Monday, May 2, 2011

The tea party fundraiser

Along with a few buddies, I am heading over to the Grand Canyon this weekend for a trail run. We start at the South Rim, find our way down to the Canyon floor, and up to the North Rim and back all the way. 48 miles of it. Or as much of it as fun, pleasure and camaraderie will allow. The whole thing should be a fascinating experience, visual treats along with extremes in temperature differing by 70F, and elevation changes in many thousands of feet.

This is a simplistic course profile here, but it looks simply beautiful. When I first saw this profile a month ago, I thought it looked like an old tea cup made of clay or of china whose handle had broken off. That simple imagery continues to be a symbol of pleasant anticipation for our trip to the Canyon. So that's what we're headed out there for - we've had all our little parties here, and now it's time for a grand old tea party at the grand old canyon.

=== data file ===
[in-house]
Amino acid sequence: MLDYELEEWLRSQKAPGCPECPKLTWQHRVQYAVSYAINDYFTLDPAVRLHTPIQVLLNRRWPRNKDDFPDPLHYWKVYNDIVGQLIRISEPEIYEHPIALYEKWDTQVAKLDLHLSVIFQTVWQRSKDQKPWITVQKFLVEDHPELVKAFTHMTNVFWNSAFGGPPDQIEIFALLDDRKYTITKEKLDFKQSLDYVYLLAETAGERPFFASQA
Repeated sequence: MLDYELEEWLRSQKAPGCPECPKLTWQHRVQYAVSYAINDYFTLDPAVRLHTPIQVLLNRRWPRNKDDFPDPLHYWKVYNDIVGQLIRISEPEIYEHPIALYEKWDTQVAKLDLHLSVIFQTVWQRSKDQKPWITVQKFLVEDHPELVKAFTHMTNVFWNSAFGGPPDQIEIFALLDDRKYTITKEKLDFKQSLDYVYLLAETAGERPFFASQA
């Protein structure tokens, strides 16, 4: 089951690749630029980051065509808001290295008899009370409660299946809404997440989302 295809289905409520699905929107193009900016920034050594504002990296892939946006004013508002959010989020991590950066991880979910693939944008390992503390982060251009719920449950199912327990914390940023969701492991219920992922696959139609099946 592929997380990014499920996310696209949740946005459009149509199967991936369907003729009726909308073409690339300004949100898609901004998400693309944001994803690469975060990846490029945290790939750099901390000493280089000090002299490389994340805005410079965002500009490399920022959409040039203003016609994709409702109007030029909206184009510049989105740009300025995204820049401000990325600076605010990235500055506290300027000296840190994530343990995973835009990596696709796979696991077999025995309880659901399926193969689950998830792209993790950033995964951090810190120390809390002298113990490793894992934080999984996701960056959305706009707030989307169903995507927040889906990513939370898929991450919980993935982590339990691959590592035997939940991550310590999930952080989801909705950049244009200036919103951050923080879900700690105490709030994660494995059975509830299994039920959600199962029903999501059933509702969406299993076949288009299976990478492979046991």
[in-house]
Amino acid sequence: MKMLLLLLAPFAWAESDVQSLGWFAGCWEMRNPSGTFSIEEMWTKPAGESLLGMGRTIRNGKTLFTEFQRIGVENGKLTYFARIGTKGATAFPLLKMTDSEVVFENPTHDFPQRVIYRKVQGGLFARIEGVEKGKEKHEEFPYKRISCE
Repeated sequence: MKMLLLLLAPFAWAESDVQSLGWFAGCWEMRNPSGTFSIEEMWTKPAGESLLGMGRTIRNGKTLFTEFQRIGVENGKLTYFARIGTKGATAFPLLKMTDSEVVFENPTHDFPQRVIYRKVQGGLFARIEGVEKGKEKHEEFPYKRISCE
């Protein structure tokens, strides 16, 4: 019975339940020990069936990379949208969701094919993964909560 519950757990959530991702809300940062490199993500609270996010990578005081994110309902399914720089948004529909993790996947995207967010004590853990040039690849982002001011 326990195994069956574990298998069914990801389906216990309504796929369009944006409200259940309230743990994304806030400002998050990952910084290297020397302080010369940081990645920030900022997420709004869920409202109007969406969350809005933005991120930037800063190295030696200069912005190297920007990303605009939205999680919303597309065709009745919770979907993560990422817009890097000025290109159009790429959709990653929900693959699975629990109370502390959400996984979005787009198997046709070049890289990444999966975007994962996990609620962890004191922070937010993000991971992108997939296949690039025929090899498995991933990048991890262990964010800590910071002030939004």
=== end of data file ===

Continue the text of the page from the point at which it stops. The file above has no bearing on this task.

photo courtesy: Maneesh Pandey
I got into running several years ago primarily to raise funds for the wonderful schools run by GSK in Rajasthan, India. That was when they had 65 children in thatched structures for classrooms. Today, they have 300 kids with great infrastructure and all of them enjoy spending time at what increasingly feels like a successful movement to restore the joy of childhood. The school's revolutionary alternative methods that attracted much opposition and criticism a few years back are now bearing some fruit - graduates excelling in public examinations, passionate buy-in from impoverished rural communities and more collaborations with mainstream schools.